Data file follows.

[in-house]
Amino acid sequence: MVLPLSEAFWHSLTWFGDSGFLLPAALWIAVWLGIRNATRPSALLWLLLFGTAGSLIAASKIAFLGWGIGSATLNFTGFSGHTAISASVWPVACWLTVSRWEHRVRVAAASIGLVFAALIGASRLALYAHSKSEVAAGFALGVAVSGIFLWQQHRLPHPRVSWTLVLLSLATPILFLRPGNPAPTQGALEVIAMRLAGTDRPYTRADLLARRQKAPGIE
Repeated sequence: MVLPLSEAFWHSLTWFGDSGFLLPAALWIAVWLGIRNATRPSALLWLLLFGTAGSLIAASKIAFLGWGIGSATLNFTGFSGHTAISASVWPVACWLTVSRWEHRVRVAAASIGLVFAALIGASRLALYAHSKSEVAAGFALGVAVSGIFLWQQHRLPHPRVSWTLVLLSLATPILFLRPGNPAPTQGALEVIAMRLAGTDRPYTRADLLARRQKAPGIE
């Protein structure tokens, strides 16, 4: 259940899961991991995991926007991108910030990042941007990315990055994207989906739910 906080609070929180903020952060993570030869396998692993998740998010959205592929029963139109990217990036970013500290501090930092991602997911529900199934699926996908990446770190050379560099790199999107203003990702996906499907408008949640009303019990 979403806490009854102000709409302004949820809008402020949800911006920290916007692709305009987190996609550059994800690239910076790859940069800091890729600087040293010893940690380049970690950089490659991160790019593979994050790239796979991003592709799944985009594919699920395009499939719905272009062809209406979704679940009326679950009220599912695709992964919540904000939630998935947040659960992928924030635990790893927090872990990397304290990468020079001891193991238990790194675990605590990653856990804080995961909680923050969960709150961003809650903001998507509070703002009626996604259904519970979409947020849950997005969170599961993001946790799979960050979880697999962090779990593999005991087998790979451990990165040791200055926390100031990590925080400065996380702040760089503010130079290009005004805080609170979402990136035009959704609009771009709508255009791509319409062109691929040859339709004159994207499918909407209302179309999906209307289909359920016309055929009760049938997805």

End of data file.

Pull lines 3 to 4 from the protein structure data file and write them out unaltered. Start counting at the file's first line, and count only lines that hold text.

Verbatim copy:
Repeated sequence: MVLPLSEAFWHSLTWFGDSGFLLPAALWIAVWLGIRNATRPSALLWLLLFGTAGSLIAASKIAFLGWGIGSATLNFTGFSGHTAISASVWPVACWLTVSRWEHRVRVAAASIGLVFAALIGASRLALYAHSKSEVAAGFALGVAVSGIFLWQQHRLPHPRVSWTLVLLSLATPILFLRPGNPAPTQGALEVIAMRLAGTDRPYTRADLLARRQKAPGIE
């Protein structure tokens, strides 16, 4: 259940899961991991995991926007991108910030990042941007990315990055994207989906739910 906080609070929180903020952060993570030869396998692993998740998010959205592929029963139109990217990036970013500290501090930092991602997911529900199934699926996908990446770190050379560099790199999107203003990702996906499907408008949640009303019990 979403806490009854102000709409302004949820809008402020949800911006920290916007692709305009987190996609550059994800690239910076790859940069800091890729600087040293010893940690380049970690950089490659991160790019593979994050790239796979991003592709799944985009594919699920395009499939719905272009062809209406979704679940009326679950009220599912695709992964919540904000939630998935947040659960992928924030635990790893927090872990990397304290990468020079001891193991238990790194675990605590990653856990804080995961909680923050969960709150961003809650903001998507509070703002009626996604259904519970979409947020849950997005969170599961993001946790799979960050979880697999962090779990593999005991087998790979451990990165040791200055926390100031990590925080400065996380702040760089503010130079290009005004805080609170979402990136035009959704609009771009709508255009791509319409062109691929040859339709004159994207499918909407209302179309999906209307289909359920016309055929009760049938997805």